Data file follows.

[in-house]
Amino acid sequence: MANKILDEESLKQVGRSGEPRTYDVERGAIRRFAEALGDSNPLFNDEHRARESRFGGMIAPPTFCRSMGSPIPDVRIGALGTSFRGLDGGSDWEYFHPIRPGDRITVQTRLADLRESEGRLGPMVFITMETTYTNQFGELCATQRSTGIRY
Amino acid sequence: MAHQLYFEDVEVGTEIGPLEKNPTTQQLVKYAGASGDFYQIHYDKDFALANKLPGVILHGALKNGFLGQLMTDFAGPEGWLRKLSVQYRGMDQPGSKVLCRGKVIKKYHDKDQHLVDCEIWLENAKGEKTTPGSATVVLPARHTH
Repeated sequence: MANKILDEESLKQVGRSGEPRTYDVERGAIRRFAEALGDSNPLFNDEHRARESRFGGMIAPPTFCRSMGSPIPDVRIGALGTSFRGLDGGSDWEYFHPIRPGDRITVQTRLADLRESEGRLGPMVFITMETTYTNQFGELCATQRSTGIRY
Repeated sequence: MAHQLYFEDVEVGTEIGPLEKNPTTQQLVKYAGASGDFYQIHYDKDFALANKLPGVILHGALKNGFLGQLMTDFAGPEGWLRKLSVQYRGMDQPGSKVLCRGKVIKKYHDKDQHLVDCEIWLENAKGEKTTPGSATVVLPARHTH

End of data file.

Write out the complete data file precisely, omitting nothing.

[in-house]
Amino acid sequence: MANKILDEESLKQVGRSGEPRTYDVERGAIRRFAEALGDSNPLFNDEHRARESRFGGMIAPPTFCRSMGSPIPDVRIGALGTSFRGLDGGSDWEYFHPIRPGDRITVQTRLADLRESEGRLGPMVFITMETTYTNQFGELCATQRSTGIRY
Amino acid sequence: MAHQLYFEDVEVGTEIGPLEKNPTTQQLVKYAGASGDFYQIHYDKDFALANKLPGVILHGALKNGFLGQLMTDFAGPEGWLRKLSVQYRGMDQPGSKVLCRGKVIKKYHDKDQHLVDCEIWLENAKGEKTTPGSATVVLPARHTH
Repeated sequence: MANKILDEESLKQVGRSGEPRTYDVERGAIRRFAEALGDSNPLFNDEHRARESRFGGMIAPPTFCRSMGSPIPDVRIGALGTSFRGLDGGSDWEYFHPIRPGDRITVQTRLADLRESEGRLGPMVFITMETTYTNQFGELCATQRSTGIRY
Repeated sequence: MAHQLYFEDVEVGTEIGPLEKNPTTQQLVKYAGASGDFYQIHYDKDFALANKLPGVILHGALKNGFLGQLMTDFAGPEGWLRKLSVQYRGMDQPGSKVLCRGKVIKKYHDKDQHLVDCEIWLENAKGEKTTPGSATVVLPARHTH